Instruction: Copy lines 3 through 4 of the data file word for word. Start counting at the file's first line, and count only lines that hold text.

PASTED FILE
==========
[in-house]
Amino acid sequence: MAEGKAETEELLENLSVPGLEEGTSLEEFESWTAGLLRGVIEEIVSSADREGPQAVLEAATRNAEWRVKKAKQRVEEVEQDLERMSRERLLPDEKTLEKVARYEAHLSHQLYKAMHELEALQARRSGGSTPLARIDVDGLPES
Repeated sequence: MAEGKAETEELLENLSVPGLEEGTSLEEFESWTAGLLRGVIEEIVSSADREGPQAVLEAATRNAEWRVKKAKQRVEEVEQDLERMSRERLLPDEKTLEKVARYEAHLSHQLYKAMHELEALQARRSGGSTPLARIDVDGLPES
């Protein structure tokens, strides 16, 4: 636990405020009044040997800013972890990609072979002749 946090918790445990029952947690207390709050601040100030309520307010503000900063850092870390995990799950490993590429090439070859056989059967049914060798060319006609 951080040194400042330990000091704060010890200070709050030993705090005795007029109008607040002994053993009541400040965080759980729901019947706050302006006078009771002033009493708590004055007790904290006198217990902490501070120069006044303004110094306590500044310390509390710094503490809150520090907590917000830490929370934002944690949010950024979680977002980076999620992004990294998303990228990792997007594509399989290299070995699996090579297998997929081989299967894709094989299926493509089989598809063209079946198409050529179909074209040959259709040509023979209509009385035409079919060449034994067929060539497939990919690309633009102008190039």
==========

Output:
Repeated sequence: MAEGKAETEELLENLSVPGLEEGTSLEEFESWTAGLLRGVIEEIVSSADREGPQAVLEAATRNAEWRVKKAKQRVEEVEQDLERMSRERLLPDEKTLEKVARYEAHLSHQLYKAMHELEALQARRSGGSTPLARIDVDGLPES
């Protein structure tokens, strides 16, 4: 636990405020009044040997800013972890990609072979002749 946090918790445990029952947690207390709050601040100030309520307010503000900063850092870390995990799950490993590429090439070859056989059967049914060798060319006609 951080040194400042330990000091704060010890200070709050030993705090005795007029109008607040002994053993009541400040965080759980729901019947706050302006006078009771002033009493708590004055007790904290006198217990902490501070120069006044303004110094306590500044310390509390710094503490809150520090907590917000830490929370934002944690949010950024979680977002980076999620992004990294998303990228990792997007594509399989290299070995699996090579297998997929081989299967894709094989299926493509089989598809063209079946198409050529179909074209040959259709040509023979209509009385035409079919060449034994067929060539497939990919690309633009102008190039």